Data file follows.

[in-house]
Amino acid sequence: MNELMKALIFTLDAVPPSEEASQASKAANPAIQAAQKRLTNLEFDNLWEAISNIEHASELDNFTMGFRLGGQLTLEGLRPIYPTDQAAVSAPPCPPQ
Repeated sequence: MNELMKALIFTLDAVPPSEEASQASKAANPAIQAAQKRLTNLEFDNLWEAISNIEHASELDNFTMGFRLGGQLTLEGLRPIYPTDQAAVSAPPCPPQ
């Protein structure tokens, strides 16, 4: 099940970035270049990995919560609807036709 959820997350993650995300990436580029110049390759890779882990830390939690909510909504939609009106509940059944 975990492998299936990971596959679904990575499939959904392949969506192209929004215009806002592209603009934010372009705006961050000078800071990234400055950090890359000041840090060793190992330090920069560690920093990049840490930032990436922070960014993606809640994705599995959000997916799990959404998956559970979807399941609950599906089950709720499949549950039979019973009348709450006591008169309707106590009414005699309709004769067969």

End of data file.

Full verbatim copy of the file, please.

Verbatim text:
[in-house]
Amino acid sequence: MNELMKALIFTLDAVPPSEEASQASKAANPAIQAAQKRLTNLEFDNLWEAISNIEHASELDNFTMGFRLGGQLTLEGLRPIYPTDQAAVSAPPCPPQ
Repeated sequence: MNELMKALIFTLDAVPPSEEASQASKAANPAIQAAQKRLTNLEFDNLWEAISNIEHASELDNFTMGFRLGGQLTLEGLRPIYPTDQAAVSAPPCPPQ
């Protein structure tokens, strides 16, 4: 099940970035270049990995919560609807036709 959820997350993650995300990436580029110049390759890779882990830390939690909510909504939609009106509940059944 975990492998299936990971596959679904990575499939959904392949969506192209929004215009806002592209603009934010372009705006961050000078800071990234400055950090890359000041840090060793190992330090920069560690920093990049840490930032990436922070960014993606809640994705599995959000997916799990959404998956559970979807399941609950599906089950709720499949549950039979019973009348709450006591008169309707106590009414005699309709004769067969």